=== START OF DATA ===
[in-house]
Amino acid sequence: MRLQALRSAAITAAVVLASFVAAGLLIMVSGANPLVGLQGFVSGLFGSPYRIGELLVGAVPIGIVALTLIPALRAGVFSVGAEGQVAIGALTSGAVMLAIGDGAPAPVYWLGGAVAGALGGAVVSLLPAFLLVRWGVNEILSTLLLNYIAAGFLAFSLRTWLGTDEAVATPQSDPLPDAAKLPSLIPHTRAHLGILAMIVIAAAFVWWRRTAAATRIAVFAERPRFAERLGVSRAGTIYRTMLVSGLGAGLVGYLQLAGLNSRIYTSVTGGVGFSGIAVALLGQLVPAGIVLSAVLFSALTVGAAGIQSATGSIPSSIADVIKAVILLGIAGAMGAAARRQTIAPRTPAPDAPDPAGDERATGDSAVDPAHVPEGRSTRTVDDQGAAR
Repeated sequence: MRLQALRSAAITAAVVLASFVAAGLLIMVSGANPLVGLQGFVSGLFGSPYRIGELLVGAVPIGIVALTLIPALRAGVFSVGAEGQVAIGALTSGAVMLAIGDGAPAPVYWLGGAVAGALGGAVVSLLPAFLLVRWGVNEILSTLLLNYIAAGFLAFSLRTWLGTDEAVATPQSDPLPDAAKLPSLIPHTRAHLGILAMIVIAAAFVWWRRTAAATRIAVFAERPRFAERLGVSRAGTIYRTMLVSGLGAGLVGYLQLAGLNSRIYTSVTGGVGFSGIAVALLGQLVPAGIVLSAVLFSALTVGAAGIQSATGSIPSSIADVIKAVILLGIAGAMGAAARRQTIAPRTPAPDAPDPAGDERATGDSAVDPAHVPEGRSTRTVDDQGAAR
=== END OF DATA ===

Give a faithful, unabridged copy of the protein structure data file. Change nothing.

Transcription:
[in-house]
Amino acid sequence: MRLQALRSAAITAAVVLASFVAAGLLIMVSGANPLVGLQGFVSGLFGSPYRIGELLVGAVPIGIVALTLIPALRAGVFSVGAEGQVAIGALTSGAVMLAIGDGAPAPVYWLGGAVAGALGGAVVSLLPAFLLVRWGVNEILSTLLLNYIAAGFLAFSLRTWLGTDEAVATPQSDPLPDAAKLPSLIPHTRAHLGILAMIVIAAAFVWWRRTAAATRIAVFAERPRFAERLGVSRAGTIYRTMLVSGLGAGLVGYLQLAGLNSRIYTSVTGGVGFSGIAVALLGQLVPAGIVLSAVLFSALTVGAAGIQSATGSIPSSIADVIKAVILLGIAGAMGAAARRQTIAPRTPAPDAPDPAGDERATGDSAVDPAHVPEGRSTRTVDDQGAAR
Repeated sequence: MRLQALRSAAITAAVVLASFVAAGLLIMVSGANPLVGLQGFVSGLFGSPYRIGELLVGAVPIGIVALTLIPALRAGVFSVGAEGQVAIGALTSGAVMLAIGDGAPAPVYWLGGAVAGALGGAVVSLLPAFLLVRWGVNEILSTLLLNYIAAGFLAFSLRTWLGTDEAVATPQSDPLPDAAKLPSLIPHTRAHLGILAMIVIAAAFVWWRRTAAATRIAVFAERPRFAERLGVSRAGTIYRTMLVSGLGAGLVGYLQLAGLNSRIYTSVTGGVGFSGIAVALLGQLVPAGIVLSAVLFSALTVGAAGIQSATGSIPSSIADVIKAVILLGIAGAMGAAARRQTIAPRTPAPDAPDPAGDERATGDSAVDPAHVPEGRSTRTVDDQGAAR